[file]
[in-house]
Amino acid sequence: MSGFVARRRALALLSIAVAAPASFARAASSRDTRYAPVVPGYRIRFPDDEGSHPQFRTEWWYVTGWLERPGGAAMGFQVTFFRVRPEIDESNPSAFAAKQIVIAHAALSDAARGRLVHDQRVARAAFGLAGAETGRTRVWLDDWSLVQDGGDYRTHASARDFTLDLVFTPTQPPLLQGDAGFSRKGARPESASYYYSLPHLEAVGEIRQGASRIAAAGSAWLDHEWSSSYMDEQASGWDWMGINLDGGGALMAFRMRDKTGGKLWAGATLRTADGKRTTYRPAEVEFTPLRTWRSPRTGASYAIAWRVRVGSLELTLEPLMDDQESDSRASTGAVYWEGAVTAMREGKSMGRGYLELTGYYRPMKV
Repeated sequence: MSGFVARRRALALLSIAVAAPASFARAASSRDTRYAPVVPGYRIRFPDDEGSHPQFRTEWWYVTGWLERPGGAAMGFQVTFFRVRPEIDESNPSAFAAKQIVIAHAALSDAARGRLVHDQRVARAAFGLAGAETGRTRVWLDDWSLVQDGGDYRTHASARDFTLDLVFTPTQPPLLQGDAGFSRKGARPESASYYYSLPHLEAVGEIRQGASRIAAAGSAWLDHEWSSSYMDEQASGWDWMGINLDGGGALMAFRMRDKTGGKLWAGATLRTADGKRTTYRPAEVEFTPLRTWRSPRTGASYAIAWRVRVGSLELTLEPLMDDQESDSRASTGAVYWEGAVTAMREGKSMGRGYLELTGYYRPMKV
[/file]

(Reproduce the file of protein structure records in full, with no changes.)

[in-house]
Amino acid sequence: MSGFVARRRALALLSIAVAAPASFARAASSRDTRYAPVVPGYRIRFPDDEGSHPQFRTEWWYVTGWLERPGGAAMGFQVTFFRVRPEIDESNPSAFAAKQIVIAHAALSDAARGRLVHDQRVARAAFGLAGAETGRTRVWLDDWSLVQDGGDYRTHASARDFTLDLVFTPTQPPLLQGDAGFSRKGARPESASYYYSLPHLEAVGEIRQGASRIAAAGSAWLDHEWSSSYMDEQASGWDWMGINLDGGGALMAFRMRDKTGGKLWAGATLRTADGKRTTYRPAEVEFTPLRTWRSPRTGASYAIAWRVRVGSLELTLEPLMDDQESDSRASTGAVYWEGAVTAMREGKSMGRGYLELTGYYRPMKV
Repeated sequence: MSGFVARRRALALLSIAVAAPASFARAASSRDTRYAPVVPGYRIRFPDDEGSHPQFRTEWWYVTGWLERPGGAAMGFQVTFFRVRPEIDESNPSAFAAKQIVIAHAALSDAARGRLVHDQRVARAAFGLAGAETGRTRVWLDDWSLVQDGGDYRTHASARDFTLDLVFTPTQPPLLQGDAGFSRKGARPESASYYYSLPHLEAVGEIRQGASRIAAAGSAWLDHEWSSSYMDEQASGWDWMGINLDGGGALMAFRMRDKTGGKLWAGATLRTADGKRTTYRPAEVEFTPLRTWRSPRTGASYAIAWRVRVGSLELTLEPLMDDQESDSRASTGAVYWEGAVTAMREGKSMGRGYLELTGYYRPMKV